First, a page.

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Phoenix Park murders

Phoenix Park murders. Late in the afternoon of 6 May 1882 Lord Frederick Cavendish, newly appointed chief secretary for Ireland, and Thomas Burke, his under-secretary, were walking in Phoenix Park (Dublin) when four men leapt from a cab and stabbed them to death. Soon afterwards newspaper offices in Dublin received black-edged cards, claiming the outrage for a nationalist group called the ‘Irish Invincibles’. They were never caught. The immediate political effect was a new bout of ‘coercion’ in Ireland, against Prime Minister Gladstone's more conciliatory instincts. In 1888 The Times claimed it had proof that Parnell had been implicated; but it turned out to have been fooled—not for the last time—by a forgery.

Bernard Porter

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Phoenix Park murders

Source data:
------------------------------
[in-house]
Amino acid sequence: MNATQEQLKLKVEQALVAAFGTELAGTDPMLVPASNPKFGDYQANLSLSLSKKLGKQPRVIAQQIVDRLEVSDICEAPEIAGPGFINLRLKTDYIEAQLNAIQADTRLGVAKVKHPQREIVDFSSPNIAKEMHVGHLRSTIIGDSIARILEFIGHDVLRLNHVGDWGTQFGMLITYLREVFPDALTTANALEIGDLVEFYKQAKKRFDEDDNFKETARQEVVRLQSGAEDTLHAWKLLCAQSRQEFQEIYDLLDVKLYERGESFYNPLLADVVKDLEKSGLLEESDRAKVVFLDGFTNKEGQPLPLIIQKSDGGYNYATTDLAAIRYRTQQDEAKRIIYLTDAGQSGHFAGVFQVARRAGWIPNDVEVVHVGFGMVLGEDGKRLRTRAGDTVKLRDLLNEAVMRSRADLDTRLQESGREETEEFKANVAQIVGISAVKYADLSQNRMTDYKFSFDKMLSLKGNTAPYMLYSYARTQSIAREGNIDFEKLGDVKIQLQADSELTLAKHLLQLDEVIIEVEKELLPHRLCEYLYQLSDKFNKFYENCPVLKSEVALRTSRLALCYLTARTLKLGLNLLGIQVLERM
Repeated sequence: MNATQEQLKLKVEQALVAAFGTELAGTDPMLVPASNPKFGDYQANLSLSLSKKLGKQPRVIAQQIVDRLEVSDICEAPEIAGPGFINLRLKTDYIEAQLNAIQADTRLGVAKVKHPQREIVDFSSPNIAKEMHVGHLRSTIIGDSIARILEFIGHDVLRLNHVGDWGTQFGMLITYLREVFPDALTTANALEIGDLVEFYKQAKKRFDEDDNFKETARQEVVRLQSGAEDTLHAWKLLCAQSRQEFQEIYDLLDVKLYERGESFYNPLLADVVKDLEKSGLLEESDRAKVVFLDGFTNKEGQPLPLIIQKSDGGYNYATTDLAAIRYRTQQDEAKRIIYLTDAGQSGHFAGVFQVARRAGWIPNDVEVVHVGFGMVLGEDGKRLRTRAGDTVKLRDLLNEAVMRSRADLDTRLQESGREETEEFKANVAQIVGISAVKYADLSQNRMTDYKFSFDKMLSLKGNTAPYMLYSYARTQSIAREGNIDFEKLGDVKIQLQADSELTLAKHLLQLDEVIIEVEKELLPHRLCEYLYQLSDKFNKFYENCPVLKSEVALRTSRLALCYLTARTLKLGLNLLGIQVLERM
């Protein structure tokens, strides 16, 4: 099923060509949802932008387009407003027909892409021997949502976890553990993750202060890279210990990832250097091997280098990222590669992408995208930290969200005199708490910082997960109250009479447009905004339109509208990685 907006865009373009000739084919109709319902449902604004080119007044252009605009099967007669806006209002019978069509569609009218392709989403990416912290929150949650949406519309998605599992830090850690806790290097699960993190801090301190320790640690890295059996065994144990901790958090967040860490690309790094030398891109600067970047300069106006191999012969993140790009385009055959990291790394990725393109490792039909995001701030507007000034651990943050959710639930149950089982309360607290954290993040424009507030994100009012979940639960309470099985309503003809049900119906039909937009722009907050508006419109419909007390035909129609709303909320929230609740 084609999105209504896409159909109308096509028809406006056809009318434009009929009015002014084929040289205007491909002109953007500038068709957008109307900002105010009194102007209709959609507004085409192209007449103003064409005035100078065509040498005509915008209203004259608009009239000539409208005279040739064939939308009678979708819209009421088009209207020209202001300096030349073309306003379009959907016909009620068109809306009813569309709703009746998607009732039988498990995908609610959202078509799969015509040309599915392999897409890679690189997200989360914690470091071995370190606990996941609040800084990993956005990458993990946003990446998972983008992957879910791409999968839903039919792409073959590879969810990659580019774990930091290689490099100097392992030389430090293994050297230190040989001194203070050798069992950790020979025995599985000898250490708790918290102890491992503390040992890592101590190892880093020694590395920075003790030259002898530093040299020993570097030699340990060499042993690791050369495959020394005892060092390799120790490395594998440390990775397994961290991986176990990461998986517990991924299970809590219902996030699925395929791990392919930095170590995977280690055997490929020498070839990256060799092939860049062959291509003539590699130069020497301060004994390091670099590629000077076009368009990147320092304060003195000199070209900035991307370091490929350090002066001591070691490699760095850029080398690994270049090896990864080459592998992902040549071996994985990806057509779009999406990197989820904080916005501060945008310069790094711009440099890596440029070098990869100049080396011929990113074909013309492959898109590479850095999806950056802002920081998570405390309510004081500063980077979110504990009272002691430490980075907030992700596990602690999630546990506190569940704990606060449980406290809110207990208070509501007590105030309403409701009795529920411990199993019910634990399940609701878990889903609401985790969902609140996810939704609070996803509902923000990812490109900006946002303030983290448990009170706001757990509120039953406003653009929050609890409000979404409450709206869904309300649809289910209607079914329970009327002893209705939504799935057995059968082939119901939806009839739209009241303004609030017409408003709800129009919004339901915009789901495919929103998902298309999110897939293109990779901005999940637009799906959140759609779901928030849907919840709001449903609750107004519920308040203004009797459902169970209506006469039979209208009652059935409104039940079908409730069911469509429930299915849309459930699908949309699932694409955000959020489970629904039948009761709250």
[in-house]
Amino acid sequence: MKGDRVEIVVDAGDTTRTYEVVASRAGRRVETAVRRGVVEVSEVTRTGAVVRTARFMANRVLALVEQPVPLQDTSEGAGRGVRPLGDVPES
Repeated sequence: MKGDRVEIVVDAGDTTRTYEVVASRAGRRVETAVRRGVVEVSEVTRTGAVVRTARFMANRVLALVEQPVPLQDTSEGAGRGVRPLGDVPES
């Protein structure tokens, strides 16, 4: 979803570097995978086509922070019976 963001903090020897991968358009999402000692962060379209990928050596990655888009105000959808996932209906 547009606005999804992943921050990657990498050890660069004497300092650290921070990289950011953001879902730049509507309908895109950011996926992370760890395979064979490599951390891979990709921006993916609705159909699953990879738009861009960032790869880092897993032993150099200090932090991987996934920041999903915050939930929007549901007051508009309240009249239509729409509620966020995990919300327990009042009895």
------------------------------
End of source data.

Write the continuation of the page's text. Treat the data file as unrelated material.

Phoenix Park murders, name given to the assassination on May 6, 1882, of Lord Frederick Cavendish, British secretary for Ireland, and Thomas Henry Burke, his undersecretary, in Phoenix Park, Dublin. They were stabbed to death by members of the "Invincibles," a terrorist splinter group of the Fenian movement. Two of those arrested turned state's evidence, five were hanged, and three were sentenced to penal servitude. Charles Stewart Parnell was alleged (1887) by his political enemies to have been personally involved in the plot. A parliamentary commission appointed to investigate the charges exonerated him (1890).

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